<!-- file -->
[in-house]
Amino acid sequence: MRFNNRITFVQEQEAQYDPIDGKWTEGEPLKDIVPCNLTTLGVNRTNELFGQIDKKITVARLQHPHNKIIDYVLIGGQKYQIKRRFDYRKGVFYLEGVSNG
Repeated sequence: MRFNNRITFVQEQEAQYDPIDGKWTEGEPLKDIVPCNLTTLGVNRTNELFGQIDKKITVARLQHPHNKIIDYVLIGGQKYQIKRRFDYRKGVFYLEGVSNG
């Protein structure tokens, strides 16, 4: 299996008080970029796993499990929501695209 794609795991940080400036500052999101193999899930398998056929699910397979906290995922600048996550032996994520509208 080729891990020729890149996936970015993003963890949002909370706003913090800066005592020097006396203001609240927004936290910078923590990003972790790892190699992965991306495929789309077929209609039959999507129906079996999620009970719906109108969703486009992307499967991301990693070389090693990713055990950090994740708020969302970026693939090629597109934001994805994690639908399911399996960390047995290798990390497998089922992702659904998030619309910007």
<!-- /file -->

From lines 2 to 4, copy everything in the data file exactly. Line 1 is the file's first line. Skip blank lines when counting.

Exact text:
Amino acid sequence: MRFNNRITFVQEQEAQYDPIDGKWTEGEPLKDIVPCNLTTLGVNRTNELFGQIDKKITVARLQHPHNKIIDYVLIGGQKYQIKRRFDYRKGVFYLEGVSNG
Repeated sequence: MRFNNRITFVQEQEAQYDPIDGKWTEGEPLKDIVPCNLTTLGVNRTNELFGQIDKKITVARLQHPHNKIIDYVLIGGQKYQIKRRFDYRKGVFYLEGVSNG
């Protein structure tokens, strides 16, 4: 299996008080970029796993499990929501695209 794609795991940080400036500052999101193999899930398998056929699910397979906290995922600048996550032996994520509208 080729891990020729890149996936970015993003963890949002909370706003913090800066005592020097006396203001609240927004936290910078923590990003972790790892190699992965991306495929789309077929209609039959999507129906079996999620009970719906109108969703486009992307499967991301990693070389090693990713055990950090994740708020969302970026693939090629597109934001994805994690639908399911399996960390047995290798990390497998089922992702659904998030619309910007």